I think this is the best lineup overall this decade -- the top two were extremely strong movies, and I liked all of the others at least in some way.
My votes for Picture and Director this year would be The Assassination of Jesse James by the Coward Robert Ford, which might get my vote for best movie of the decade. And then I'd fill out the top two categories with some combination of Away From Her, I'm Not There, and Zodiac, all of which I thought were top-tier efforts. But the year was very impressive even beyond that, with some really strong entries that were foreign (4 Months, 3 Weeks, & 2 Days; Lust, Caution), animated (Ratatouille), or both (Persepolis).
In the context of this year, I was a little surprised so many people found Michael Clayton to be such a tremendous experience. I thought the movie had a lot of strong elements -- good performances across the board, some cool and cynical dialogue, and a nifty structure that served a far more compelling purpose than many films that pointlessly start in media res. Tony Gilroy gives the movie a moody enough sense of atmosphere, and keeps the suspense engaging throughout. At the end of the day, though, I found the overall plot to be kind of simple -- I wanted a few more turns in the narrative before we got to Michael deducing exactly what happened. It seemed to me that this was a very solid movie for grown-ups whose reputation was inflated just because we don't get too many of those these days.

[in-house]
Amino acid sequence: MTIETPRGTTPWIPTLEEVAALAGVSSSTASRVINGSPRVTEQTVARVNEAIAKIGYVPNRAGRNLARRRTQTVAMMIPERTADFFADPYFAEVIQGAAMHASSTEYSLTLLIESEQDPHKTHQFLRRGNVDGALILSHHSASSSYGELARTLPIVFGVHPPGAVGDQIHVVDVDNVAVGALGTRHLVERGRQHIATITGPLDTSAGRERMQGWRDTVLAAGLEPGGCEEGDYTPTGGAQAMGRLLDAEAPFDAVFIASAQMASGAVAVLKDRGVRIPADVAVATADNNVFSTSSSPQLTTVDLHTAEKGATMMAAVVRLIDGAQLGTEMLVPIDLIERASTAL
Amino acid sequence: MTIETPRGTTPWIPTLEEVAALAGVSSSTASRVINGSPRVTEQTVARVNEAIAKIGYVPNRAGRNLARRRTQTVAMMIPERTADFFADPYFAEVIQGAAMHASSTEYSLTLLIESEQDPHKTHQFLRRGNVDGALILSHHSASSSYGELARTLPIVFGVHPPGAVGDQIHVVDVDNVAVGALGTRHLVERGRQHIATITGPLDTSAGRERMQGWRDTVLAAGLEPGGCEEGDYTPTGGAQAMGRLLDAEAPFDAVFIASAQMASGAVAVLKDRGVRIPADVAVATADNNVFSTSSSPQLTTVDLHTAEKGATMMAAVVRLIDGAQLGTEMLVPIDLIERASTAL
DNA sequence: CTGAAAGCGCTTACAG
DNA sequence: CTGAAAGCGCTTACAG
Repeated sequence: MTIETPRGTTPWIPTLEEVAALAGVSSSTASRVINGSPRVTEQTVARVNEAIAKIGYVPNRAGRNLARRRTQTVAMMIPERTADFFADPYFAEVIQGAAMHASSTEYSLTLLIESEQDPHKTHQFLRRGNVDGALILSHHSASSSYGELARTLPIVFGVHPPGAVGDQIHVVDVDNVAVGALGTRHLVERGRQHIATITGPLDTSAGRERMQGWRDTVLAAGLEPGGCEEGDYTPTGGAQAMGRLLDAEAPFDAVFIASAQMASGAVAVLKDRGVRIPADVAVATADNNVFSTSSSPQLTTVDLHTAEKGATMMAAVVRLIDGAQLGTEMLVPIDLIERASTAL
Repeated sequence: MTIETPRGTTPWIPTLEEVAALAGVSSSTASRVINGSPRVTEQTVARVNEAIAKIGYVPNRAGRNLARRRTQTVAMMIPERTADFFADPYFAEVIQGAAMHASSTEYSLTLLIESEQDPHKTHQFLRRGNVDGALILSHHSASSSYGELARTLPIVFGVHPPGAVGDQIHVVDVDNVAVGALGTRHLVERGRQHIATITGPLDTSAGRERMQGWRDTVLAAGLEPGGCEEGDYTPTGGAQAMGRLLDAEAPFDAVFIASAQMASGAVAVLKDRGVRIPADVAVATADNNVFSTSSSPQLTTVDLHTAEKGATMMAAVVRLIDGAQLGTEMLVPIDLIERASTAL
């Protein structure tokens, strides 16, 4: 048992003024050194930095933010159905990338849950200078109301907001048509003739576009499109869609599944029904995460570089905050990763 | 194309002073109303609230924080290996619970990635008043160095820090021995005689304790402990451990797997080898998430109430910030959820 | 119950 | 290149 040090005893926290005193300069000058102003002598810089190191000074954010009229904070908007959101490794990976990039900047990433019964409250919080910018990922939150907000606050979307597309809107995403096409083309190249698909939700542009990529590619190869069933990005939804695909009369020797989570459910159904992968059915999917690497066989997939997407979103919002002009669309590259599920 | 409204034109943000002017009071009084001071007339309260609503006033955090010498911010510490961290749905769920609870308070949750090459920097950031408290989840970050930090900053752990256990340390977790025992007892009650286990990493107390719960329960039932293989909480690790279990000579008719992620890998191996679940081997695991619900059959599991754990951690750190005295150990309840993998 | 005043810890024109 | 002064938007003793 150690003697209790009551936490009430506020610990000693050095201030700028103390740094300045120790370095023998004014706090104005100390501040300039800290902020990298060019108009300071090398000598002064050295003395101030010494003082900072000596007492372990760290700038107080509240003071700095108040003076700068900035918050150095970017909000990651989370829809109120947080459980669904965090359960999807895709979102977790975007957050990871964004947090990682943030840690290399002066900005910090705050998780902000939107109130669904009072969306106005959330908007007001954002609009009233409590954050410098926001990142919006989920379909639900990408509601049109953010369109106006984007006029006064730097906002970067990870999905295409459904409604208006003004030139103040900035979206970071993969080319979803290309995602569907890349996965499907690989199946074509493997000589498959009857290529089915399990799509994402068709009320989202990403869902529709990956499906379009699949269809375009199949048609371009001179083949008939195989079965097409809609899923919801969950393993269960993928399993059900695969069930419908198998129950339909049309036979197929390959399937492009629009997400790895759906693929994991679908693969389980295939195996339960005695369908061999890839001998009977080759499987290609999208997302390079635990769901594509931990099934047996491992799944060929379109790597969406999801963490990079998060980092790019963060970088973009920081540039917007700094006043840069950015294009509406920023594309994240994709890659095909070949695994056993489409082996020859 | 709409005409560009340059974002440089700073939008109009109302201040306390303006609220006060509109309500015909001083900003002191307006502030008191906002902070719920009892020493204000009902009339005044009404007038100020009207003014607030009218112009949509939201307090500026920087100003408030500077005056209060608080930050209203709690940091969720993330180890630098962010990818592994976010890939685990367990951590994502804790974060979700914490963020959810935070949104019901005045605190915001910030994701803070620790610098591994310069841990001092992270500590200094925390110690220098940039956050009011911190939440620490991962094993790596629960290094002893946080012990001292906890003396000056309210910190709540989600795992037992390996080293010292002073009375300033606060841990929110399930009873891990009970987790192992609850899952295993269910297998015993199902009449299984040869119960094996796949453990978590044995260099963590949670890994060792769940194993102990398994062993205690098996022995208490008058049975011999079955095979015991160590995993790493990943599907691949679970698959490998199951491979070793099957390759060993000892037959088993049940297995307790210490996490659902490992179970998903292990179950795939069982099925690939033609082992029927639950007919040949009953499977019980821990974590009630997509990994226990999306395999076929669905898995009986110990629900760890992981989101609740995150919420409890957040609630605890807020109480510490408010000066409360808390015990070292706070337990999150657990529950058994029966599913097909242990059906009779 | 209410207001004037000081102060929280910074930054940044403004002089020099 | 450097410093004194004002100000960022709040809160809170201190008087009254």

I remember seeing Diablo Cody interviewed during this awards season, and she made a comment about how surprised she was by her film's awards success because "it doesn't feel like an Oscar movie to me." And so I assume she would take zero offense at me saying that Juno was a movie I thoroughly enjoyed, but found completely miscast as a Best Picture candidate. I thought, unlike last year's quirky indie Oscar crasher Little Miss Sunshine, Juno was pretty consistently funny, in a manner that was both inventively fresh and genuinely sensitive. But given the hugely ambitious dramas excluded this year, the nomination for such a small, lightweight movie as this struck me mostly as an attempt by voters to give a nomination to something -- ANYTHING -- that had been a box office hit, and this was the candidate close enough to vaguely serious movie territory to make the cut. As for Jason Reitman, I will say that he helped make the film feel like something more interesting than a generic teen comedy, but his shocking Director nomination was mostly a coattails nod -- there aren't enough directorial pyrotechnics on display to merit being singled out in this way in my opinion.